* Factsheets from the FSA, 25 The North Colonnade, Canary Wharf, London E14 5HS; Tel: 020 7676 1000; website, www.fsa.gov.uk.

Independent Partners; Do you need financial advice on your investments, pension or insurance? Book a free consultation with an independent Financial Adviser at VouchedFor.co.uk

Finacial products from our partners
Property search
Latest stories from i100
Have you tried new the Independent Digital Edition apps?
SPONSORED FEATURES
Independent Dating
and  

By clicking 'Search' you
are agreeing to our
Terms of Use.

ES Rentals

    iJobs Job Widget
    iJobs Money & Business

    Guru Careers: Account Manager / Membership Manager

    £35 - 38k + Benefits & Bonus: Guru Careers: We are seeking an Account Manager ...

    SThree: Trainee Recruitment Consultant

    £20000 - £25000 per annum + OTE £45K: SThree: At SThree, we like to be differe...

    Guru Careers: Associate Director

    £50 - 80k: Guru Careers: We are seeking an Associate Director for the Markets ...

    Guru Careers: Associate Director / Director of Sound Practices

    £60 - 100k: Guru Careers: Our client is looking for an Associate Director of S...

    Day In a Page

    Giants Club: After wholesale butchery of Idi Amin's regime, Uganda’s giants flourish once again

    Uganda's giants are flourishing once again

    After the wholesale butchery of Idi Amin's regime, elephant populations are finally recovering
    The London: After 350 years, the riddle of Britain's exploding fleet is finally solved

    After 350 years, the riddle of Britain's exploding fleet is finally solved

    Archaeologists will recover a crucial item from the wreck of the London which could help shed more light on what happened in the vessel's final seconds
    Airbus has patented a jet that could fly from London to New York in one hour

    Airbus has patented a jet that could fly from London to New York in one hour

    The invention involves turbojets and ramjets - a type of jet engine - and a rocket motor
    10 best sun creams for kids

    10 best sun creams for kids

    Protect delicate and sensitive skin with products specially formulated for little ones
    Tate Sensorium: New exhibition at Tate Britain invites art lovers to taste, smell and hear art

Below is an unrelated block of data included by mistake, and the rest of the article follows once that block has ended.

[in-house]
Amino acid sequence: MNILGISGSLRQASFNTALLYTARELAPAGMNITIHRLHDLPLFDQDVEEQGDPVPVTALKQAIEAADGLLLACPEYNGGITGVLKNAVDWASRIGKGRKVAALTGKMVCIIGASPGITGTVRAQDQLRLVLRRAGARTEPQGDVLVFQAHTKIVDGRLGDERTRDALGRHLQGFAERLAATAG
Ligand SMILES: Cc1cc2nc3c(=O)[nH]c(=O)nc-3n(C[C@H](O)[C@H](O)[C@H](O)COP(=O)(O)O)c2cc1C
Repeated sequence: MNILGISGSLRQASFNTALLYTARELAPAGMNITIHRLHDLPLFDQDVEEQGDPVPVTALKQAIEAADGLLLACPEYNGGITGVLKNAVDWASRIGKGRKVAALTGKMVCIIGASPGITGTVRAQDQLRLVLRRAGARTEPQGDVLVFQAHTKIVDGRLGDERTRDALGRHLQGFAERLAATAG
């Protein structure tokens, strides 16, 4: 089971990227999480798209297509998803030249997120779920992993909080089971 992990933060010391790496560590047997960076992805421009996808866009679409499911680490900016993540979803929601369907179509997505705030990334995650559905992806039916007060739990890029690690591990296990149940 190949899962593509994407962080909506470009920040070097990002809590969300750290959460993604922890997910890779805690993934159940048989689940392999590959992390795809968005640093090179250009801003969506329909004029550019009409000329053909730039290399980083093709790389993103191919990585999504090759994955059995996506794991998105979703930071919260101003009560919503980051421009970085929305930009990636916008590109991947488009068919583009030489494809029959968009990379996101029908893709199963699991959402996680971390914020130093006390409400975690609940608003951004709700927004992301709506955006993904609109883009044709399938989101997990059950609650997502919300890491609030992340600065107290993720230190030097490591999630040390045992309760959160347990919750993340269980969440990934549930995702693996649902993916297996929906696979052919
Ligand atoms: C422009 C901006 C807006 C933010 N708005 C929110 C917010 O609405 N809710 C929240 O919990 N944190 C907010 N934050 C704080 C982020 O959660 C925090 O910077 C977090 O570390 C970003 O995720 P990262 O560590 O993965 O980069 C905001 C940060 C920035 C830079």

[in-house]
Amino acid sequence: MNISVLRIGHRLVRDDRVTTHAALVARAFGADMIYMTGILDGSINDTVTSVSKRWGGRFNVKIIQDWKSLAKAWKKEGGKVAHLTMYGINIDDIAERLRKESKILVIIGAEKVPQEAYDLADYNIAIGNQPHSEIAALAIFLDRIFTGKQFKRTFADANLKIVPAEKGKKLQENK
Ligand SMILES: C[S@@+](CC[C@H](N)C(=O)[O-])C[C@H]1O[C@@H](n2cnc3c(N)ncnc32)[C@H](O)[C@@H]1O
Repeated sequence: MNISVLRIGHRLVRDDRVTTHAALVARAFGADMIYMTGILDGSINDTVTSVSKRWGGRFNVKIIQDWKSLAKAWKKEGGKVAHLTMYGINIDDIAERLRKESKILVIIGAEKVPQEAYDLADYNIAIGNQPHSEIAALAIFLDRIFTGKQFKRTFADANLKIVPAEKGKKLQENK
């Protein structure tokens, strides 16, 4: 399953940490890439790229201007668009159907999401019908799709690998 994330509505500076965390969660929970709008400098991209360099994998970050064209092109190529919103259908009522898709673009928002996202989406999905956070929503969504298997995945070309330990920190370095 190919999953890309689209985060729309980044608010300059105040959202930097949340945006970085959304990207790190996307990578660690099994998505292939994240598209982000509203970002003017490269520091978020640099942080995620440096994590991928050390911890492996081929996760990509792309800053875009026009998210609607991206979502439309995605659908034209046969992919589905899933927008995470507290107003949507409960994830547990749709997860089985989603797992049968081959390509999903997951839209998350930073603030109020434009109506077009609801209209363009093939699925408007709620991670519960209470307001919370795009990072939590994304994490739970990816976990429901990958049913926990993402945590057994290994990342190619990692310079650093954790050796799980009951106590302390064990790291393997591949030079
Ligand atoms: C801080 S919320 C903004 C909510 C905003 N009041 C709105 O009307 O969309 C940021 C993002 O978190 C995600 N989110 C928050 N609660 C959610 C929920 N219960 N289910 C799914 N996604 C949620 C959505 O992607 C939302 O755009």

Tate Sensorium

    New exhibition at Tate Britain invites art lovers to taste, smell and hear art
    Ashes 2015: Nice guy Steven Finn is making up for lost time – and quickly

    Nice guy Finn is making up for lost time – and quickly

    He was man-of-the-match in the third Test following his recall to the England side
    Ashes 2015: Remember Ashton Agar? The No 11 that nearly toppled England

    Remember Ashton Agar?

    The No 11 that nearly toppled England
    Turkey-Kurdish conflict: Obama's deal with Ankara is a betrayal of Syrian Kurds and may not even weaken Isis

    US betrayal of old ally brings limited reward

    Since the accord, the Turks have only waged war on Kurds while no US bomber has used Incirlik airbase, says Patrick Cockburn
    VIPs gather for opening of second Suez Canal - but doubts linger over security

    'A gift from Egypt to the rest of the world'

    VIPs gather for opening of second Suez Canal - but is it really needed?
    Jeremy Corbyn dresses abysmally. That's a great thing because it's genuine

    Jeremy Corbyn dresses abysmally. That's a great thing because it's genuine

    Fashion editor, Alexander Fury, applauds a man who clearly has more important things on his mind
    The male menopause and intimations of mortality

    Aches, pains and an inkling of mortality

    So the male menopause is real, they say, but what would the Victorians, 'old' at 30, think of that, asks DJ Taylor
    Man Booker Prize 2015: Anna Smaill - How can I possibly be on the list with these writers I have idolised?

    'How can I possibly be on the list with these writers I have idolised?'

    Man Booker Prize nominee Anna Smaill on the rise of Kiwi lit
    Bettany Hughes interview: The historian on how Socrates would have solved Greece's problems

    Bettany Hughes interview

    The historian on how Socrates would have solved Greece's problems
    Art of the state: Pyongyang propaganda posters to be exhibited in China

    Art of the state

    Pyongyang propaganda posters to be exhibited in China
    Mildreds and Vanilla Black have given vegetarian food a makeover in new cookbooks

    Vegetarian food gets a makeover

    Long-time vegetarian Holly Williams tries to recreate some of the inventive recipes in Mildreds and Vanilla Black's new cookbooks